Consumers are increasingly comfortable with automated investing, but that may not be such a good thing.
According to a global study conducted by Accenture, seven out of ten consumers surveyed would “welcome” automation—or robo-advisors—into their financial lives, including a high level of comfort, almost 80% (78%), with robos in traditional financial investing where this type of computer-generated technology was first utilized.
Of course, just because consumers are growing more comfortable with robos doesn’t mean they trust them with everything about their money—while 71% of consumers were fine with robos deciding what type of bank account to open, for instance, when it came to the more complex side of consumer financials (like mortgages) well, consumers are still more comfortable with that human touch. In other words, today’s consumers want all of the warmth and initiative of human financial advice, so long as that’s coupled with the speedy data conclusions robo-advisors can make with access to their financials.
There are some areas consumers still want to have an active amount of control over, and experts say, investing should be one of them.
According to Kristi Ross, co-founder of new online brokerage firm tastyworks, the robo-approach to investing is fine for those who are comfortable remaining passive investors; i.e. ceding complete control of their money over to another person, or in the more modern world, to an algorithmically generated piece of computer code.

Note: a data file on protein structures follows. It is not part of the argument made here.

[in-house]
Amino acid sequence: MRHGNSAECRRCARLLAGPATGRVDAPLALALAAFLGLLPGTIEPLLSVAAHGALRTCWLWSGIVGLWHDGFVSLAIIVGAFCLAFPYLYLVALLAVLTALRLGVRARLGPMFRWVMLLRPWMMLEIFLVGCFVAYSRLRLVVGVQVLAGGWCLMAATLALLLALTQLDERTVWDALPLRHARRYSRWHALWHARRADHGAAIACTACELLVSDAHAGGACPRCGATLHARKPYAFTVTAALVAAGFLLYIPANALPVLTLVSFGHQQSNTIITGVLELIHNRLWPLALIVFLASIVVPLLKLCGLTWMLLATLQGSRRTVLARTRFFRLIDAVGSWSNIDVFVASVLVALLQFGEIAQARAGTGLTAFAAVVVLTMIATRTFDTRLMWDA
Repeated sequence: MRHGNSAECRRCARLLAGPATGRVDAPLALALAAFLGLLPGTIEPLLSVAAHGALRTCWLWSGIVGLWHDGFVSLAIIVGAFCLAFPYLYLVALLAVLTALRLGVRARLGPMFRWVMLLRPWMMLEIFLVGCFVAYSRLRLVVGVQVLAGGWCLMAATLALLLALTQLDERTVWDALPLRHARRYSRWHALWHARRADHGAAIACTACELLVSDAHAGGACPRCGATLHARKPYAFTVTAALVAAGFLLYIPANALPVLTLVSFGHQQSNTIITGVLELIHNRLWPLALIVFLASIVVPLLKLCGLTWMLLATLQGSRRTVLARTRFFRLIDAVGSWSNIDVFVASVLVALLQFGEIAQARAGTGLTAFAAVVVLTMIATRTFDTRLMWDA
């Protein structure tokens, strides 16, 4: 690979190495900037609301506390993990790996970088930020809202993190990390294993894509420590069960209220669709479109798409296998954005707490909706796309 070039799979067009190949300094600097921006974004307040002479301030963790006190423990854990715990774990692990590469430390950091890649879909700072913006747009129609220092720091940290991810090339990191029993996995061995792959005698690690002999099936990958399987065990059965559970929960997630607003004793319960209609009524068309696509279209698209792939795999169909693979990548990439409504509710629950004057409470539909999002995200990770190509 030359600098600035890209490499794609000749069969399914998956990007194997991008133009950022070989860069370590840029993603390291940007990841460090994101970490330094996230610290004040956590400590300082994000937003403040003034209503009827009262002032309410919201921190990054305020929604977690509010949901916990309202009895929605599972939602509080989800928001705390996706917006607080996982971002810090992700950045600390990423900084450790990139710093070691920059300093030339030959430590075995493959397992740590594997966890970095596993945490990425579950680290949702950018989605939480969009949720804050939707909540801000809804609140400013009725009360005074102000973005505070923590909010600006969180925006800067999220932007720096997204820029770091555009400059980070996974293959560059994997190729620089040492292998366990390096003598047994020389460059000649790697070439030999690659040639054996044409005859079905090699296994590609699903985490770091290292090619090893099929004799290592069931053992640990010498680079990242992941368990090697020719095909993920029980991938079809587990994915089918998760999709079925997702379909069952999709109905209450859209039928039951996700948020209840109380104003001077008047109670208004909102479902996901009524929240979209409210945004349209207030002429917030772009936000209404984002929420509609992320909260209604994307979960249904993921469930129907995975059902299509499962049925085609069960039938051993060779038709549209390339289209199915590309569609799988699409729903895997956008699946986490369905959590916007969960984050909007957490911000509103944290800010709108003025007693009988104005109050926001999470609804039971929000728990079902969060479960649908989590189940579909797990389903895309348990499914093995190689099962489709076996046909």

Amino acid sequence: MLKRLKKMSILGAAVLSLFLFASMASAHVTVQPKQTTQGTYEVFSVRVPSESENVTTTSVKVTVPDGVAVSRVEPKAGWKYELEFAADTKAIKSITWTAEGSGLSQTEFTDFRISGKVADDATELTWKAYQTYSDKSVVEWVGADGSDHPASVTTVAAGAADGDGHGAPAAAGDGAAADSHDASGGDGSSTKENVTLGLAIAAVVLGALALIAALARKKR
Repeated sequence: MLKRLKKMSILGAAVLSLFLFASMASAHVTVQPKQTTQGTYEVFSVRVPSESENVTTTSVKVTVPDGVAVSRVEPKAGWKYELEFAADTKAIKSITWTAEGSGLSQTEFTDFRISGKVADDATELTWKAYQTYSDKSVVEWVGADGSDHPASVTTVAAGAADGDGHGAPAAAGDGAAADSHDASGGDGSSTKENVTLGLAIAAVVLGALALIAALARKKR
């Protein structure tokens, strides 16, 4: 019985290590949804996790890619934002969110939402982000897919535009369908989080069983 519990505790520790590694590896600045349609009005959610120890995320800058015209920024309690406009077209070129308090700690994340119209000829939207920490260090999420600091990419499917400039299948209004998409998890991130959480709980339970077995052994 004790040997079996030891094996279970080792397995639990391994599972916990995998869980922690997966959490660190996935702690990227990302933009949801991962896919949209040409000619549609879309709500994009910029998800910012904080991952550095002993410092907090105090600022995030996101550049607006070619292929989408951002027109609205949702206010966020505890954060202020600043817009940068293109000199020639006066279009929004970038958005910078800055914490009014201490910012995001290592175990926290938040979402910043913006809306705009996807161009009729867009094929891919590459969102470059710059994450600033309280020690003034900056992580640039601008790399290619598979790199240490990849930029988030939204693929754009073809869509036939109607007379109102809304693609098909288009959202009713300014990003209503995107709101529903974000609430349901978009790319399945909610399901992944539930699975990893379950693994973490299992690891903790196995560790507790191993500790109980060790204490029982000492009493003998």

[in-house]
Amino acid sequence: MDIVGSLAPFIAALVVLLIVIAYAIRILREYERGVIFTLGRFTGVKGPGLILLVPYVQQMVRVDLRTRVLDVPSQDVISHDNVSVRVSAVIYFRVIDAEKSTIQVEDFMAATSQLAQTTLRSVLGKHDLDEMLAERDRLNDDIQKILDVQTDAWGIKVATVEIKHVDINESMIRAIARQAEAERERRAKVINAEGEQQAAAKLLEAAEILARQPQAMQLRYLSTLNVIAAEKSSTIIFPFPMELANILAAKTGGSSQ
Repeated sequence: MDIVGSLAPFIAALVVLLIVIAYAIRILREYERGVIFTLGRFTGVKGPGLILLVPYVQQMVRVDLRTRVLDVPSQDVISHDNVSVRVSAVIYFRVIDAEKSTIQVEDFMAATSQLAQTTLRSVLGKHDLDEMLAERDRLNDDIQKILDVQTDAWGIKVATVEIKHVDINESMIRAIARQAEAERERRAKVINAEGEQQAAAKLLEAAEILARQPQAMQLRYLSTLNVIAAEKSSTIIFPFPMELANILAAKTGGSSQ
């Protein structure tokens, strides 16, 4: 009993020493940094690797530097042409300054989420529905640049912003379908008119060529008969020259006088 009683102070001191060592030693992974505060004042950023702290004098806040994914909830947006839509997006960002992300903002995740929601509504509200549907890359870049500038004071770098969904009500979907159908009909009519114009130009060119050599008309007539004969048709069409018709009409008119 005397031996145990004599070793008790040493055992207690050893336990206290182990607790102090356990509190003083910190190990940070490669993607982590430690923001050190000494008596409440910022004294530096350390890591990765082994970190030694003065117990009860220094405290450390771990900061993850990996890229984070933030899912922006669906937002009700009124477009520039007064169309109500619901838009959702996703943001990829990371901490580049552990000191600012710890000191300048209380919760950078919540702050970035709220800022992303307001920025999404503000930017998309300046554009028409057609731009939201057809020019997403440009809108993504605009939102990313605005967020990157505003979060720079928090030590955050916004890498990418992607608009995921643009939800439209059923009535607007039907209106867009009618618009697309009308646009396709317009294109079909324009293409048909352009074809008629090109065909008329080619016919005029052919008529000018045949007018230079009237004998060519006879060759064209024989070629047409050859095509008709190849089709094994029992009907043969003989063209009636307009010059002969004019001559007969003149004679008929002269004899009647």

“If you’re giving your money to someone else, or to a computer [to manage], you must have the belief that the computer’s algorithms are better at stock-picking,” says Ross, whose trading platform but teaches users to trade options—a derivative of stocks—on their own. “What we believe is, ultimately, the markets are random—and that every time you buy a stock you are taking a fifty-fifty bet, making a flip of the coin.”
Of course, there’s really no denying that computers are better–that is to say, faster–at analyzing quantitative data than humans; however, if every stock pick has a random fifty-fifty chance for success, that essentially means a human being’s decisions have the same chance of succeeding as a computer’s for every single one of those picks — a somewhat simplistic view, to be sure (algorithms are capable of looking at more data surrounding a problem than humans ever can, which is why they were invented in the first place) if not entirely unfounded.
It’s an odd way to think of the impact of algorithms on consumer financials when we live in a world where we’re all learning to trust them with everything else, from reminding us of our approaching deadlines to letting us know when we’re out of milk.
Embracing this market randomness is addressed in a recent whitepaper put out by tastyworks’ parent company tastytrade; the tastyworks platform utilizes this approach in order to turn its investors into active participants in the market. The platform—which launched in the first week of January—allows its users to make trades on options, a derivative of stocks.
“Active” investing, according to Ross, allows users to realize that they are the ones who should have the ultimate control over their money and not an algorithm, which is trusted by an inexperienced investor precisely because of its automation and its ability to filter mass amounts of data.
“33% of people attribute [their] lack of financial knowledge as a barrier to beginning trading or investing,” says Ross, whose platform seeks to shatter that assumption. “This is a brokerage firm where you have self-directed investors; we teach the investor to handle [the trades] themselves.”
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